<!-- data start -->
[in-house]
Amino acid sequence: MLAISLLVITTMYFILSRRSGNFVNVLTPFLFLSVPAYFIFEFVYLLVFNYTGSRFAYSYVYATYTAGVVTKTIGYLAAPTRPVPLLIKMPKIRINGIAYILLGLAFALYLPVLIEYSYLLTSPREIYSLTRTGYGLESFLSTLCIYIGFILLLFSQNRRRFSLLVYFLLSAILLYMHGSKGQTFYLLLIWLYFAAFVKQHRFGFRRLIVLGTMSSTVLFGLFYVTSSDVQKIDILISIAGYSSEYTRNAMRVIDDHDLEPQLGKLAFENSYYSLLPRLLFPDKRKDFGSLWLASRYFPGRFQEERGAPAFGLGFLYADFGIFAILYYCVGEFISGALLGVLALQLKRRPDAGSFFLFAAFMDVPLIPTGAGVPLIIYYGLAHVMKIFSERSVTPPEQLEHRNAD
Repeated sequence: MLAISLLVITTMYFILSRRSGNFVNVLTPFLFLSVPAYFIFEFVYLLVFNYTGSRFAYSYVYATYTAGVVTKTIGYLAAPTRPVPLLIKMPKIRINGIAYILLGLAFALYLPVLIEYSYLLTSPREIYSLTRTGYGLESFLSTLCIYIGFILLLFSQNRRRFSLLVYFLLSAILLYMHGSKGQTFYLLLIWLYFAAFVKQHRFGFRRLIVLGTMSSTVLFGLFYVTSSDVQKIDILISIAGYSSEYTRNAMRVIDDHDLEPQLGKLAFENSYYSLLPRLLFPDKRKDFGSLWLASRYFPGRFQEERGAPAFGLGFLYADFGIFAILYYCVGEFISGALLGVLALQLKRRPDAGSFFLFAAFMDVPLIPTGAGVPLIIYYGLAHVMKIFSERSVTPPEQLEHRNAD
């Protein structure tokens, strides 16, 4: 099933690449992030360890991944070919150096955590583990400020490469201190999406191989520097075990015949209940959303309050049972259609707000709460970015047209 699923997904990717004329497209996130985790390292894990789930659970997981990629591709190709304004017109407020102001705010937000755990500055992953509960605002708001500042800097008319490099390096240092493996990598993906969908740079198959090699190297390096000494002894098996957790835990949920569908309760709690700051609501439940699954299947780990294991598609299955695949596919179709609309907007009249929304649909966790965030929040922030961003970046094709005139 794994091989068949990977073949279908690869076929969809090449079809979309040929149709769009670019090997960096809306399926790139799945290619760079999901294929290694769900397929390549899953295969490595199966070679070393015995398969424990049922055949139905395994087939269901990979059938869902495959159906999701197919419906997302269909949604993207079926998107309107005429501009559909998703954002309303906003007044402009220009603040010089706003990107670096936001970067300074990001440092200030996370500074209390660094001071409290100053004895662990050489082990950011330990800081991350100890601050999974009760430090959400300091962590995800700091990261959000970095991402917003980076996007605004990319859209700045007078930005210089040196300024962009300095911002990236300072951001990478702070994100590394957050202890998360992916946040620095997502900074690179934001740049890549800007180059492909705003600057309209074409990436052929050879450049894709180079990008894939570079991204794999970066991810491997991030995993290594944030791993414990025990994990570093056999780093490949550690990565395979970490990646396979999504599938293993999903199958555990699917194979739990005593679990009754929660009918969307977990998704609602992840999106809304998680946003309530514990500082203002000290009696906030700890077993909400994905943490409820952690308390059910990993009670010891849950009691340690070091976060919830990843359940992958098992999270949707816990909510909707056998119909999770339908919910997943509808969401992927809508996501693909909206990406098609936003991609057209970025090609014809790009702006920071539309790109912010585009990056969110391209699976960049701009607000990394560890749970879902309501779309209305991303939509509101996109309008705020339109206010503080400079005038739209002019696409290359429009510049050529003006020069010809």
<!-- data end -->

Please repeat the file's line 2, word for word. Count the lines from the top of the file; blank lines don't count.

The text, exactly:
Amino acid sequence: MLAISLLVITTMYFILSRRSGNFVNVLTPFLFLSVPAYFIFEFVYLLVFNYTGSRFAYSYVYATYTAGVVTKTIGYLAAPTRPVPLLIKMPKIRINGIAYILLGLAFALYLPVLIEYSYLLTSPREIYSLTRTGYGLESFLSTLCIYIGFILLLFSQNRRRFSLLVYFLLSAILLYMHGSKGQTFYLLLIWLYFAAFVKQHRFGFRRLIVLGTMSSTVLFGLFYVTSSDVQKIDILISIAGYSSEYTRNAMRVIDDHDLEPQLGKLAFENSYYSLLPRLLFPDKRKDFGSLWLASRYFPGRFQEERGAPAFGLGFLYADFGIFAILYYCVGEFISGALLGVLALQLKRRPDAGSFFLFAAFMDVPLIPTGAGVPLIIYYGLAHVMKIFSERSVTPPEQLEHRNAD